More exercise for boomers means less illness

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Every once in a while we run an article that isn’t specifically of, by, or for baby boomers. This, from The Alternative Daily, is one of them. Because while it’s not only for us, it’s very much about us. Since we’re not getting any younger, it offers ideas about what we need to know to stay healthy, and why.

Once again the dreaded cold and flu season is among us in full force. It seems like no matter where you go there is someone coughing or sneezing. And while your first inclination is to stock up on vitamin C, you may be better off going for a jog instead.

boomer_stretch_SnapseedResearchers recently found that a daily dose of exercise may help keep you healthy. When 1,000 volunteers were asked to log their daily exercise activities and instances of illness throughout the cold and flu season, those who exercised regularly experienced fewer colds over the three-month period.

But before you think one or two sweat sessions will keep the germs at bay, think again. Scientists found that in order for your body to build immunity, you need to exercise consistently. Of the volunteers in the study, those who strapped on their sneakers five days a week experienced 40 percent fewer illnesses or symptoms compared with those who only logged one day of exercise weekly.

bicycling-2-peopleAnother study found similar results when examining the occurrences of upper respiratory infections in adults. Researchers determined that individuals who exercised consistently experienced fewer infections than those who didn’t.

Researchers aren’t entirely clear why exercisers enjoy better health, but one theory is that increased blood flow allows white blood cells and antibodies to circulate throughout the body more quickly and efficiently. Because of their rapid movement, they are more apt to find and fight infection quicker. And the rise in body temperature that you experience during a good sweat session may help kill off certain germs before they have a chance to attack.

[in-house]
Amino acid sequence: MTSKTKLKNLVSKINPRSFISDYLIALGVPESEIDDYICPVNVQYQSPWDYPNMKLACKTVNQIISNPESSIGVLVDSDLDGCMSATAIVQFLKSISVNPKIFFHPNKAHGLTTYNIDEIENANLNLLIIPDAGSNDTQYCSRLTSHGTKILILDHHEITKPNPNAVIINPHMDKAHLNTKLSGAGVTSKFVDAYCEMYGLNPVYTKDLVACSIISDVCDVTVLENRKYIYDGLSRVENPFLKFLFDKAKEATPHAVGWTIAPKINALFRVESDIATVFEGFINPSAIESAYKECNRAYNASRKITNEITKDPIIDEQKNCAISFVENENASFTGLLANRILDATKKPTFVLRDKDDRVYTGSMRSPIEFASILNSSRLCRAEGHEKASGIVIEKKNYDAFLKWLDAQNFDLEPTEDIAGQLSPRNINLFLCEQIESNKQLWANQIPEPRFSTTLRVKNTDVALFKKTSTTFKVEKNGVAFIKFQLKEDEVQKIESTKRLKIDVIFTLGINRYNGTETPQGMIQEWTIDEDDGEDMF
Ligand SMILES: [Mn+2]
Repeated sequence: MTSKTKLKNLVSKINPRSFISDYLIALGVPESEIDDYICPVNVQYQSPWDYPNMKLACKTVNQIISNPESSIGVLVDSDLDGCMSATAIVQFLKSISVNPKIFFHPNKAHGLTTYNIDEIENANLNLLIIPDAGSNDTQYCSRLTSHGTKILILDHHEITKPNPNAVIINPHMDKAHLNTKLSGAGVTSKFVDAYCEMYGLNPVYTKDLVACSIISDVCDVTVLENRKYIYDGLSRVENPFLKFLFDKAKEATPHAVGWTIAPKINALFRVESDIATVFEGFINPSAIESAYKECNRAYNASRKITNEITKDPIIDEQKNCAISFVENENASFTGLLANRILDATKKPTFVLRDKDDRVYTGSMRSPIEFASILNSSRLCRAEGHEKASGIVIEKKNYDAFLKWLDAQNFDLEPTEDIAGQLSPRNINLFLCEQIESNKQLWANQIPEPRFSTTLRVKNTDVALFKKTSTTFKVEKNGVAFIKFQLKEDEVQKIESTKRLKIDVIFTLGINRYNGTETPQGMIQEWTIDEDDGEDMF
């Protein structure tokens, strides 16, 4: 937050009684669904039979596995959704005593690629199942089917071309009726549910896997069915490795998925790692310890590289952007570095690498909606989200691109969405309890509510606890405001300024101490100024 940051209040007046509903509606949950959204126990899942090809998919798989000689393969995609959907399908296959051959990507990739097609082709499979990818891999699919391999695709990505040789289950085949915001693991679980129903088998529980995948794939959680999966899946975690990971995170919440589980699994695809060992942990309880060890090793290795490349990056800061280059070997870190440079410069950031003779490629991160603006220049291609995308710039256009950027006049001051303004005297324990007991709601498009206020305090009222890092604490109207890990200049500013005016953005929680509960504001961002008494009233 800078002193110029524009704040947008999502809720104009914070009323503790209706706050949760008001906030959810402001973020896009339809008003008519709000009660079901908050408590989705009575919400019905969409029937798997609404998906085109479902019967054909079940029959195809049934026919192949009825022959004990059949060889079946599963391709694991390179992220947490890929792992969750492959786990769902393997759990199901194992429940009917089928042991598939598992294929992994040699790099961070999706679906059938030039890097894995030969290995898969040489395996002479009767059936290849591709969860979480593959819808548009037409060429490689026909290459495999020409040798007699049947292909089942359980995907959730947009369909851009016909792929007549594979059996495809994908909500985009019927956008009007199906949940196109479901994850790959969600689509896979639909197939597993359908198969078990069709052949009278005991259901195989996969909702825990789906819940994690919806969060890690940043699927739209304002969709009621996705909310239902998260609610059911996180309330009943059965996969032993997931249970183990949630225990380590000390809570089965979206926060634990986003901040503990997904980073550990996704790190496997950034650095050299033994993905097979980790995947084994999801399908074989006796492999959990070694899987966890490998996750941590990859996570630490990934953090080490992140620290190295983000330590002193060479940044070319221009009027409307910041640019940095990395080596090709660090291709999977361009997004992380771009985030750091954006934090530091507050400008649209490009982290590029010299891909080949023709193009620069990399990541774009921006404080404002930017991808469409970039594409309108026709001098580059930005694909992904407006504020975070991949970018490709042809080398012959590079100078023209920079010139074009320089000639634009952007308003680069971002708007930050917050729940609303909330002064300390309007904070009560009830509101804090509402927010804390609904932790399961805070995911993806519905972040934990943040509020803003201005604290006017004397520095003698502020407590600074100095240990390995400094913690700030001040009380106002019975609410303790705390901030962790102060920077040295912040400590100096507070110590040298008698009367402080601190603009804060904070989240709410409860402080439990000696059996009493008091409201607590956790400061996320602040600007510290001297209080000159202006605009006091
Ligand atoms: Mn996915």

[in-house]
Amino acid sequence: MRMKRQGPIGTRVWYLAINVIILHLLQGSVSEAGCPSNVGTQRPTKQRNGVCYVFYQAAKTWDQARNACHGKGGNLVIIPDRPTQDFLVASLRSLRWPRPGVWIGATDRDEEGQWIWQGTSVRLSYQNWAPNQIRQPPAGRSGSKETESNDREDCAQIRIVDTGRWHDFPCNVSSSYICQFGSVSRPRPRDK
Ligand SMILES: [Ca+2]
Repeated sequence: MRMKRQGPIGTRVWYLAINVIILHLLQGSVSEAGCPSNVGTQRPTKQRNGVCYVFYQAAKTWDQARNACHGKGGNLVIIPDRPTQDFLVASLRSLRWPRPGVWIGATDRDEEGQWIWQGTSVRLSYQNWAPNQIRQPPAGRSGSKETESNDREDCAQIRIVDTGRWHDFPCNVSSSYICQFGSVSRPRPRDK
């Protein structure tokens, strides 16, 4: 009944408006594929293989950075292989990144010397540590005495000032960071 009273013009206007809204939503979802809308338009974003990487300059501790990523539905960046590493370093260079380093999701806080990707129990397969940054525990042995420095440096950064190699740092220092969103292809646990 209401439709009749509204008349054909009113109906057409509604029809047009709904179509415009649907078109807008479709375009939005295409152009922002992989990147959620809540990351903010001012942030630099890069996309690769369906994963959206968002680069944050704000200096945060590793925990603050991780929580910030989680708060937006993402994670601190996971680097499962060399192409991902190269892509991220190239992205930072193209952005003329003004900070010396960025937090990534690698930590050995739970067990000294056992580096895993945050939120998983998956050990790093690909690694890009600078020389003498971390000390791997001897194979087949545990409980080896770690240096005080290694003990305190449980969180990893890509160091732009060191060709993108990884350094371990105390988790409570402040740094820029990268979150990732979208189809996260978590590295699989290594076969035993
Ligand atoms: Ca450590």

Another theory is that the body eliminates bacteria, germs and other toxins via sweat and saliva during exercise. This is just another reason why you want to sanitize gym equipment in a fitness center before and after you use it.

Merz_swimmerAlong with helping kill off cold and flu germs, exercise is often the stepping stone to other immunity-boosting benefits such as better sleeping habits and stress relief. People who exercise on a routine basis often log more sleep or experience a better quality of sleep. And exercise of any kind will help reduce stress, which can hit the immune system hard.

So the next time you find yourself in a room full of germy friends, strap on your sneakers and go for a run!

1 Comment

  1. My 81-year old father-in-law is living testament to exercise and activity equals good health. His exercise routine is simple — he walks and walks and walks. I seldom see him ill, and when he does catch a bug, he bounces back in a day or two. At 56, I have made it a goat to exercise 20-30 minutes each day – can’t let my father-in-law show me up! Here’s to your health!

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